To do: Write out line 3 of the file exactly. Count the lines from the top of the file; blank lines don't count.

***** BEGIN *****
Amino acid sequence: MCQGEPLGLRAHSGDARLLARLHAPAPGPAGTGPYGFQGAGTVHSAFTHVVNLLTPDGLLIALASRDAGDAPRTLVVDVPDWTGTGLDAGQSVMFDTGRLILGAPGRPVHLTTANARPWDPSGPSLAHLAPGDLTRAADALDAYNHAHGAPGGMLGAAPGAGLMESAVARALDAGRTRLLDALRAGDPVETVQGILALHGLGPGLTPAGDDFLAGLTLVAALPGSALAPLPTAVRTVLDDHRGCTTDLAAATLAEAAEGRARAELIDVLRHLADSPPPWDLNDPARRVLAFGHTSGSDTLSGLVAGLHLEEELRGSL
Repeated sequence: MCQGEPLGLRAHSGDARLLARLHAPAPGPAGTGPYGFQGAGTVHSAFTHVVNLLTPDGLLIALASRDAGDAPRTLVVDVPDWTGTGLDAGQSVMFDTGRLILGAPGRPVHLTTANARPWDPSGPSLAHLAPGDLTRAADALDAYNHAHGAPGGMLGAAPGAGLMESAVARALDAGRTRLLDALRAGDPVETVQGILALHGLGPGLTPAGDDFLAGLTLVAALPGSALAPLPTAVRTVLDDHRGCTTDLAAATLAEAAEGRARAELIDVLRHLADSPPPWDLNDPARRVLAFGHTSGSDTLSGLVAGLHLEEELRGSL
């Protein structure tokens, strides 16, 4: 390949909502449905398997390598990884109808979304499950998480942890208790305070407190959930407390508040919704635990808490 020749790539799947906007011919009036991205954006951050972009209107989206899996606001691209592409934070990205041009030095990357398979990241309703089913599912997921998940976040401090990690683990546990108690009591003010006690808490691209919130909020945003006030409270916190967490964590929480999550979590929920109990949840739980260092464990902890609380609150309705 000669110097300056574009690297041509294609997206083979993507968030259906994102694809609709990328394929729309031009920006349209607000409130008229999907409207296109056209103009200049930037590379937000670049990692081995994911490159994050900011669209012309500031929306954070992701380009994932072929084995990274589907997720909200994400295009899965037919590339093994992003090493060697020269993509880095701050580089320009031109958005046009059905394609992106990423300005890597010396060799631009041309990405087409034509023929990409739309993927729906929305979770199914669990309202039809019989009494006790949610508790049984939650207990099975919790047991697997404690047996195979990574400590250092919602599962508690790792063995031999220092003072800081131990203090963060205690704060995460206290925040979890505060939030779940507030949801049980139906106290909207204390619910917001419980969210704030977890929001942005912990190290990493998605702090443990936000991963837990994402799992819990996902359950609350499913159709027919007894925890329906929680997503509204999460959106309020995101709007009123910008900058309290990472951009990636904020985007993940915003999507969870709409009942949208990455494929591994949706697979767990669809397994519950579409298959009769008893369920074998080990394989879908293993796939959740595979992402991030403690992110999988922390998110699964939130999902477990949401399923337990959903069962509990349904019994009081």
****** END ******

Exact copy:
């Protein structure tokens, strides 16, 4: 390949909502449905398997390598990884109808979304499950998480942890208790305070407190959930407390508040919704635990808490 020749790539799947906007011919009036991205954006951050972009209107989206899996606001691209592409934070990205041009030095990357398979990241309703089913599912997921998940976040401090990690683990546990108690009591003010006690808490691209919130909020945003006030409270916190967490964590929480999550979590929920109990949840739980260092464990902890609380609150309705 000669110097300056574009690297041509294609997206083979993507968030259906994102694809609709990328394929729309031009920006349209607000409130008229999907409207296109056209103009200049930037590379937000670049990692081995994911490159994050900011669209012309500031929306954070992701380009994932072929084995990274589907997720909200994400295009899965037919590339093994992003090493060697020269993509880095701050580089320009031109958005046009059905394609992106990423300005890597010396060799631009041309990405087409034509023929990409739309993927729906929305979770199914669990309202039809019989009494006790949610508790049984939650207990099975919790047991697997404690047996195979990574400590250092919602599962508690790792063995031999220092003072800081131990203090963060205690704060995460206290925040979890505060939030779940507030949801049980139906106290909207204390619910917001419980969210704030977890929001942005912990190290990493998605702090443990936000991963837990994402799992819990996902359950609350499913159709027919007894925890329906929680997503509204999460959106309020995101709007009123910008900058309290990472951009990636904020985007993940915003999507969870709409009942949208990455494929591994949706697979767990669809397994519950579409298959009769008893369920074998080990394989879908293993796939959740595979992402991030403690992110999988922390998110699964939130999902477990949401399923337990959903069962509990349904019994009081």